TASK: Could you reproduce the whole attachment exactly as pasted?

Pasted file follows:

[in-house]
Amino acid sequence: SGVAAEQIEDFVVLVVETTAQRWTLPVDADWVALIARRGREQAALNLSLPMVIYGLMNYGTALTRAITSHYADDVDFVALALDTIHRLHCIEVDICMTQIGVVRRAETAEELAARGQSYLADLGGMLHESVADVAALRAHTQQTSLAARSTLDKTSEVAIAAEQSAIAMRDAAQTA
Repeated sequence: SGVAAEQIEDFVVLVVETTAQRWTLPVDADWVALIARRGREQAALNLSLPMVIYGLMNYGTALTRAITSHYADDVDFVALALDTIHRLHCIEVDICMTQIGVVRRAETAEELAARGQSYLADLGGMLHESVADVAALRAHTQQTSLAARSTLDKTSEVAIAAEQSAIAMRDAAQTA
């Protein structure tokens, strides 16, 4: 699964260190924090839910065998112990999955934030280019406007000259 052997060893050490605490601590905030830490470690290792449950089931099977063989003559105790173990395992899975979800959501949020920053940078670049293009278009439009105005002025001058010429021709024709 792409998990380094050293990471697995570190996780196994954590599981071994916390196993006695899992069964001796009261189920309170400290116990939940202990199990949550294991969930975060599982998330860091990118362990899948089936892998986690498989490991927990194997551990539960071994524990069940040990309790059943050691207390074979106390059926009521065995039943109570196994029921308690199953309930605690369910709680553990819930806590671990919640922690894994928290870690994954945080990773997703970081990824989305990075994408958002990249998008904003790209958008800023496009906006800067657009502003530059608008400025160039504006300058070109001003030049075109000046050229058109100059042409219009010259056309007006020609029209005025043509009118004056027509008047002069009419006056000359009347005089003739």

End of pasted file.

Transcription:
[in-house]
Amino acid sequence: SGVAAEQIEDFVVLVVETTAQRWTLPVDADWVALIARRGREQAALNLSLPMVIYGLMNYGTALTRAITSHYADDVDFVALALDTIHRLHCIEVDICMTQIGVVRRAETAEELAARGQSYLADLGGMLHESVADVAALRAHTQQTSLAARSTLDKTSEVAIAAEQSAIAMRDAAQTA
Repeated sequence: SGVAAEQIEDFVVLVVETTAQRWTLPVDADWVALIARRGREQAALNLSLPMVIYGLMNYGTALTRAITSHYADDVDFVALALDTIHRLHCIEVDICMTQIGVVRRAETAEELAARGQSYLADLGGMLHESVADVAALRAHTQQTSLAARSTLDKTSEVAIAAEQSAIAMRDAAQTA
């Protein structure tokens, strides 16, 4: 699964260190924090839910065998112990999955934030280019406007000259 052997060893050490605490601590905030830490470690290792449950089931099977063989003559105790173990395992899975979800959501949020920053940078670049293009278009439009105005002025001058010429021709024709 792409998990380094050293990471697995570190996780196994954590599981071994916390196993006695899992069964001796009261189920309170400290116990939940202990199990949550294991969930975060599982998330860091990118362990899948089936892998986690498989490991927990194997551990539960071994524990069940040990309790059943050691207390074979106390059926009521065995039943109570196994029921308690199953309930605690369910709680553990819930806590671990919640922690894994928290870690994954945080990773997703970081990824989305990075994408958002990249998008904003790209958008800023496009906006800067657009502003530059608008400025160039504006300058070109001003030049075109000046050229058109100059042409219009010259056309007006020609029209005025043509009118004056027509008047002069009419006056000359009347005089003739």